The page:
Paul Oakenfold

Bunkka (Maverick)

The 1999 Guinness Book of World Records touts Paul Oakenfold as the "World's Most Successful Club DJ." That's no small feat, but now he has finally released his first artist album after being involved with the music and club scene for more than twenty years. Oakenfold's recent offering, Bunkka, is what you'd expect from someone who's graced the pages of a record book: an expertly produced, well-rounded, serious effort that mesmerizes with its masterful soundscapes. Each track provides a distinctly different listen than Oakenfold's previous mixed-compilation discs. From the slower, India-infused "Zoo York" to the bizarre "Nixon's Spirit" (which features the vocals of Hunter S. Thompson), Oakey demonstrates his range of influences and interests.

Furthering his brand of commercial dance music, each selection boasts its own star voicing hooky lyrics. An electric-guitar riff starts things off, leading straight to the big beats of "Ready Steady Go"; the likely club-theme "Southern Sun" fulfills expectations -- you can almost see the sun rising after an all-night party. The album features DJ Peretz (Perry Farrell) on vocals and finishes with the partnering of Tricky and Nelly Furtado in "The Harder They Come." Probably the most unlikely track is the sunny summer song "Starry Eyed Surprise," which features Shifty Shellshock, better known for providing the vocals for Crazy Town (of rock/rap "Butterfly" fame, if you can call it fame). Through this selection Oakenfold loosely dabbles in hip-hop, a genre with which he's quite familiar as a former Def Jam charge. This pulls listeners into the harder "Get 'Em Up" rap collaboration with Ice Cube, which is also found on the Blade II soundtrack. Grant Lee Phillips appears twice, and Carmen Rizzo, Oakenfold's programmer on the 2000 release Mobilize, helped produce and record more than half of Bunkka. Throughout this album, Oakenfold leverages his DJ and production experience with well-known guests to bring the decadent "underground" DJ lifestyle to the pop forefront.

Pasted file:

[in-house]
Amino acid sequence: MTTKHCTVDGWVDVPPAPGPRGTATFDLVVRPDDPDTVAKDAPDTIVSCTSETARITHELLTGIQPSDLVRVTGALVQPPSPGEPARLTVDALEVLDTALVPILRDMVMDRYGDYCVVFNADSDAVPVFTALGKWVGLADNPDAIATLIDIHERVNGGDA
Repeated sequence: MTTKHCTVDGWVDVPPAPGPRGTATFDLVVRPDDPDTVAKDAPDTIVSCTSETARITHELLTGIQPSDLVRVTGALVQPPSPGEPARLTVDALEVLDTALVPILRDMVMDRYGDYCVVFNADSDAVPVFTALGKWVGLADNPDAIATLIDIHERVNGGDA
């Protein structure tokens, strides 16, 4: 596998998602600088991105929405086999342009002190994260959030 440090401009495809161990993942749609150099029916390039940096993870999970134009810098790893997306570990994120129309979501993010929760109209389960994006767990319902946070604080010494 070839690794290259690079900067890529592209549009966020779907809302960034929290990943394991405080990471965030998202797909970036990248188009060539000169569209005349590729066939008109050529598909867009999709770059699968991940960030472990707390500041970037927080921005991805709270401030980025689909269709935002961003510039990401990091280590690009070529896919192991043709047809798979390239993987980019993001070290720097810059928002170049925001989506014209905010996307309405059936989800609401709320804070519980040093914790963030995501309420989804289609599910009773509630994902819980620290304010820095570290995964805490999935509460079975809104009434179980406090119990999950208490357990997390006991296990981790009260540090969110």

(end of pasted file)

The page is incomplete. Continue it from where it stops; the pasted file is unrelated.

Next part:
Although Bunkka grants electronic-music fans a futuristic glimpse by debuting hot female vocalist Tiff Lacey, the disc overall plays it safe, mostly serving to show listeners and fans the extent of its creator's clout. With trance, hip-hop and rock well represented, this album may help ease mainstream America into a club culture that's far more prevalent in Europe. Oakey prepares to continue breaking records by leaving dance fans disoriented but curious as they await the remixes. On this debut, Oakenfold shows he can shake some ass and bring names.

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